Plus-size modeling has gotten plenty of praise for being a force for positivity and inclusivity. But one of the nagging debates around curvier models, often from those in comments sections of articles about them, is that bigger models are "unhealthy."
That's the latest critique thrown plus-size model Ashley Graham's way, from none other than fellow Sports Illustrated Swimsuit Issue model Cheryl Tiegs. Tiegs, who at 68 appeared on the cover of the famous magazine 33 years ago, was asked by an E! red carpet reporter whether she loves the fact that "full-figured women" are now being included in modeling, like Graham's casting on the cover of the 2016 Sports Illustrated Swimsuit Issue.
"Actually, I don't like it..." Tiegs said, to the apparent surprise of the reporter.
The issue, she says, is that celebrating curvier women encourages unhealthy bodies and behaviors. A waist, she said, should be smaller than 35 inches — at least so says Dr. Oz.
But hey, Graham's face is purdy, at least.
Criticizing Graham and the broader plus-size, body positivity movement at large isn't quite the most popular opinion these days. News of Graham's historic cover as well as her recent successes — ads for NYDJ jeans and Swimsuits for All, a spot on 20/20's #TheYear list of notable people — have been met with widespread praise.
But the critique that plus-size women like Graham encourage unhealthy habits isn't new, nor is it uncommon. As blogger Sarah Conley told the New Yorker, "Being really visible when you're a plus-size woman is not for the faint of heart," given how much heal-focused criticism is tossed around.
One recent example was when Tess Holliday, the size-26 model who's covered People magazine, found her Facebook filled with comments like "There is no such thing as healthy obesity at this level. [...] This bitch looks like ten packs of chewing gum stuffed in a finger cot. Think that's sexy and admirable? Fine, die slowly on your own goddamned time... It's promoting a life of disease."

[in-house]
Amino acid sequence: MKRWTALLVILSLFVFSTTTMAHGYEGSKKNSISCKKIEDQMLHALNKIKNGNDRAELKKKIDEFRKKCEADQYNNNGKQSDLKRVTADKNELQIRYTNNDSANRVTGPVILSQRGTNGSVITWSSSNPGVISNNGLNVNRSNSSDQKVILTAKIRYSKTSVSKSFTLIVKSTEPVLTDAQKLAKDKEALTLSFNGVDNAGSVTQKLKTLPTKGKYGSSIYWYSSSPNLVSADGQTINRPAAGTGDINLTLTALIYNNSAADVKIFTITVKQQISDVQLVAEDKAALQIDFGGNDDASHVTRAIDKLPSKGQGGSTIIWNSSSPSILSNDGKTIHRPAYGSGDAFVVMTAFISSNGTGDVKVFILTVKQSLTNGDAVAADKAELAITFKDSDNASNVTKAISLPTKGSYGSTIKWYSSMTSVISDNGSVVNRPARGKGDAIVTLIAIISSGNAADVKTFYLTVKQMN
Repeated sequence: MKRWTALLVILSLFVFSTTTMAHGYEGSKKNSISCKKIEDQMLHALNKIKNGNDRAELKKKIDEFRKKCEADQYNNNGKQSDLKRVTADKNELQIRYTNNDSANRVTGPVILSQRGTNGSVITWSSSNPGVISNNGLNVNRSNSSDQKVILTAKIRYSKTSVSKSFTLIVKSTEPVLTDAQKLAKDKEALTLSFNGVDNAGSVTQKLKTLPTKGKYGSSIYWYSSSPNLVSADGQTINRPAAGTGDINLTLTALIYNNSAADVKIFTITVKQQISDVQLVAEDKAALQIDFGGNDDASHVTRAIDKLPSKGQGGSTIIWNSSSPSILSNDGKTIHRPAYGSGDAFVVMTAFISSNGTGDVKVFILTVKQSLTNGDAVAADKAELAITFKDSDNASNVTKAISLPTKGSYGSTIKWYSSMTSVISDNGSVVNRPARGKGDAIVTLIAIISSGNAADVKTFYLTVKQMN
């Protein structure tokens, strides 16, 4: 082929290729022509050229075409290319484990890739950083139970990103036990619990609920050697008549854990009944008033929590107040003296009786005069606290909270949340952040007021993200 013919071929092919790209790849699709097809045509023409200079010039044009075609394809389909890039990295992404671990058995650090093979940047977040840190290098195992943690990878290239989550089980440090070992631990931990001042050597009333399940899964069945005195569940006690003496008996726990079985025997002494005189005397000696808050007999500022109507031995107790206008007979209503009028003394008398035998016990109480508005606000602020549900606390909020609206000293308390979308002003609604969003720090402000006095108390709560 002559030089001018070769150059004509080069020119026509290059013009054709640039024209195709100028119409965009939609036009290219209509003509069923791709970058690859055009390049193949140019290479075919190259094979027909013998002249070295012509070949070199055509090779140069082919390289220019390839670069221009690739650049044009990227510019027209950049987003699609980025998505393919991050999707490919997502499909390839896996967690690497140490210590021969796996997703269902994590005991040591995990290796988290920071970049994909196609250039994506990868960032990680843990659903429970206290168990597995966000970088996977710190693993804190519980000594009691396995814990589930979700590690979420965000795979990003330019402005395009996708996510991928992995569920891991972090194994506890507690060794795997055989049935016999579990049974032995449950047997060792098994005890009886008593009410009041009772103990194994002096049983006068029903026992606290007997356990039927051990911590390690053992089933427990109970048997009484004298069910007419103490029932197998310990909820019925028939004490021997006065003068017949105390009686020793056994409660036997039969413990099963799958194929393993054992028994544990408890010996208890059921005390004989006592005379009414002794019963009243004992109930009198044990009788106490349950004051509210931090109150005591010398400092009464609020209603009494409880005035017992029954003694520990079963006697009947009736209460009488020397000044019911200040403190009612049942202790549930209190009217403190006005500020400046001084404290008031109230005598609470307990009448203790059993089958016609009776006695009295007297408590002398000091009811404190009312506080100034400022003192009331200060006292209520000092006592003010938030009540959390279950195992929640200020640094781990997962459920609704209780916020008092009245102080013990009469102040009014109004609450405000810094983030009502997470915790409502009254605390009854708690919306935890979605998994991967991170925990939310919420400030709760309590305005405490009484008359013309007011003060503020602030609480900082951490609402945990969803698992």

Such comments demonstrate another clear issue: The "plus-size models are unhealthy" trope is often deployed as a form of "concern trolling," in which critique and insult of someone's size is disguised as concern for their well-being.
Obesity can indeed bring with it various health threats. But we also know health isn't wholly visible from the outside. A person with a thin waist may be extremely unhealthy for various reasons (say, if they're a heavy smoker) while someone with thicker thighs or curvy hips may have great cholesterol, eat well and exercise often. (That's why BMI is a questionable way to assess healthiness, as French lawmakers recently found out with their controversial measure to regulate the modeling industry by BMI.)
Those who follow Graham on Instagram know that the 28-year-old is committed to health as an avid exerciser. In fact, she recently became the face of a workout clothing line by Addition Elle (a company she also designs plus-size lingerie for) that goes up to a 4XL — a reminder that yes, plus-size women do work out. In fact, the Addition Elle line is just one of several new plus-size exercise brands.
"As far as dressing curvy girls in activewear, I mean, maybe the assumption was that we don't work out but, honey, I work out," she told Mic previously. "I wouldn't be this cute if I didn't work out."
And health and fitness aside? The body positivity movement, which has helped drive the rise of so-called "plus-size models" in fashion, isn't so much about promoting any lifestyle but instead representation. Everyone has their own health struggles, public and private. But in the meantime, women should be able look at the ads, magazines and stores around them and see positive examples of women who look like them.
As Graham said last year, "I know my curves are sexy and I want everyone else to know that theirs are too. There is no reason to hide and every reason to flaunt."
For what it's worth, Tiegs acknowledged the backlash to her comment with a tweet:
Feb. 26, 2016, 9:46 a.m.: This story has been updated.
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